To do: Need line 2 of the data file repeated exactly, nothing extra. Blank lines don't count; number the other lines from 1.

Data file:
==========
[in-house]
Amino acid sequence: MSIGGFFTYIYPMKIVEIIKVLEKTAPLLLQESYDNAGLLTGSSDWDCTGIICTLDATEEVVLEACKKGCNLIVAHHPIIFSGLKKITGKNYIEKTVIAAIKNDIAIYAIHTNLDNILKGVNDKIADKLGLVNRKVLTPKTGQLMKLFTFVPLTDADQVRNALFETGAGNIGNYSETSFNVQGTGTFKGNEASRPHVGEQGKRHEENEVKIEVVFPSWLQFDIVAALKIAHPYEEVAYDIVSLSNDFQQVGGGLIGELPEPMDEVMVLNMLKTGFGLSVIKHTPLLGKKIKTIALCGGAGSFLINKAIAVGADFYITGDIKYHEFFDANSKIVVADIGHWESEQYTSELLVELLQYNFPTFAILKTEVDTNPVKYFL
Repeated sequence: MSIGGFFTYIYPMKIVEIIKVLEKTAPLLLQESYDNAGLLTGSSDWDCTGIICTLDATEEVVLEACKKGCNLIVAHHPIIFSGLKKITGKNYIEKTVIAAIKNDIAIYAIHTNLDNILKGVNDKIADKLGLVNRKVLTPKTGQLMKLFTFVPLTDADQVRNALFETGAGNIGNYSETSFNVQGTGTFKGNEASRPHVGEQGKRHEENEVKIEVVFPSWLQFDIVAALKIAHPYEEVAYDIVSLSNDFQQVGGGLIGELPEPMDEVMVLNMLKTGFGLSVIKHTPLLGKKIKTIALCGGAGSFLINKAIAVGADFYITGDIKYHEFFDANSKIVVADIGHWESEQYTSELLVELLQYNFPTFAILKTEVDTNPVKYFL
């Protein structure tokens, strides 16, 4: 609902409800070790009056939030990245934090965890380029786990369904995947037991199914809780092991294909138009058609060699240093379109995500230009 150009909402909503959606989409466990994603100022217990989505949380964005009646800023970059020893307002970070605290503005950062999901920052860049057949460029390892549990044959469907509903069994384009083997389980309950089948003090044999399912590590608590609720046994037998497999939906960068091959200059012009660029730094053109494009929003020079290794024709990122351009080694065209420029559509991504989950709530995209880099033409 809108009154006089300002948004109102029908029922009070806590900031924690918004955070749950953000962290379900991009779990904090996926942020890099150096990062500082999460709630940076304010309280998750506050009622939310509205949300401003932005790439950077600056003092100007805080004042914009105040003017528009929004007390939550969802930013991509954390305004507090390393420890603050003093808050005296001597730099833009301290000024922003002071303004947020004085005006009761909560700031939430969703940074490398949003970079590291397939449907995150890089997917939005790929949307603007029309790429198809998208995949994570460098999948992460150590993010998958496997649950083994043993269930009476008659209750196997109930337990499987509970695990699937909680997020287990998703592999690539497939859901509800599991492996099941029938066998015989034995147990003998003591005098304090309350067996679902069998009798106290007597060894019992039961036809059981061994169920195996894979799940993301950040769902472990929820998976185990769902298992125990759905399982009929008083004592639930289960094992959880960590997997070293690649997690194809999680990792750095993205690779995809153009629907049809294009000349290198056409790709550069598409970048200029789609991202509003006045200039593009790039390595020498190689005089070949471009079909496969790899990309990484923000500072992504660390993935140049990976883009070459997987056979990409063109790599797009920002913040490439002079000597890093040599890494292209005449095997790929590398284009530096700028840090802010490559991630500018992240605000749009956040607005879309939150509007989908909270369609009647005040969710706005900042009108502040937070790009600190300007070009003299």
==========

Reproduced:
Amino acid sequence: MSIGGFFTYIYPMKIVEIIKVLEKTAPLLLQESYDNAGLLTGSSDWDCTGIICTLDATEEVVLEACKKGCNLIVAHHPIIFSGLKKITGKNYIEKTVIAAIKNDIAIYAIHTNLDNILKGVNDKIADKLGLVNRKVLTPKTGQLMKLFTFVPLTDADQVRNALFETGAGNIGNYSETSFNVQGTGTFKGNEASRPHVGEQGKRHEENEVKIEVVFPSWLQFDIVAALKIAHPYEEVAYDIVSLSNDFQQVGGGLIGELPEPMDEVMVLNMLKTGFGLSVIKHTPLLGKKIKTIALCGGAGSFLINKAIAVGADFYITGDIKYHEFFDANSKIVVADIGHWESEQYTSELLVELLQYNFPTFAILKTEVDTNPVKYFL